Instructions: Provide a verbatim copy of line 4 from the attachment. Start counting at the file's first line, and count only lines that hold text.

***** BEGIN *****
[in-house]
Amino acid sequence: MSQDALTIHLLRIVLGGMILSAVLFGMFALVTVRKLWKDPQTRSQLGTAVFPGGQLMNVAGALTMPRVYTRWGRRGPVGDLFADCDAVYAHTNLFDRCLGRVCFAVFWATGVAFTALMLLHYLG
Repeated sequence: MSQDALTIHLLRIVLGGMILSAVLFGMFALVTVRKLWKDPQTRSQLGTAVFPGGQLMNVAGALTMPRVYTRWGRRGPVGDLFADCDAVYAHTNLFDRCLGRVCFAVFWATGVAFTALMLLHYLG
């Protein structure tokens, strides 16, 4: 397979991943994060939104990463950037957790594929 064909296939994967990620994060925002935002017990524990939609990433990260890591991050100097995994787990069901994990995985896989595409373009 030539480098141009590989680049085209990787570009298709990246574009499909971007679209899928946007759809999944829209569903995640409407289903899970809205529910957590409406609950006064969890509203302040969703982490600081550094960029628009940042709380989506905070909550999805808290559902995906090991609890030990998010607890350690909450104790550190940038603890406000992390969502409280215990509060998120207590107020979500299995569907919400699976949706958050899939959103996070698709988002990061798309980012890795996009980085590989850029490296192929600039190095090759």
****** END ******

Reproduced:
């Protein structure tokens, strides 16, 4: 397979991943994060939104990463950037957790594929 064909296939994967990620994060925002935002017990524990939609990433990260890591991050100097995994787990069901994990995985896989595409373009 030539480098141009590989680049085209990787570009298709990246574009499909971007679209899928946007759809999944829209569903995640409407289903899970809205529910957590409406609950006064969890509203302040969703982490600081550094960029628009940042709380989506905070909550999805808290559902995906090991609890030990998010607890350690909450104790550190940038603890406000992390969502409280215990509060998120207590107020979500299995569907919400699976949706958050899939959103996070698709988002990061798309980012890795996009980085590989850029490296192929600039190095090759």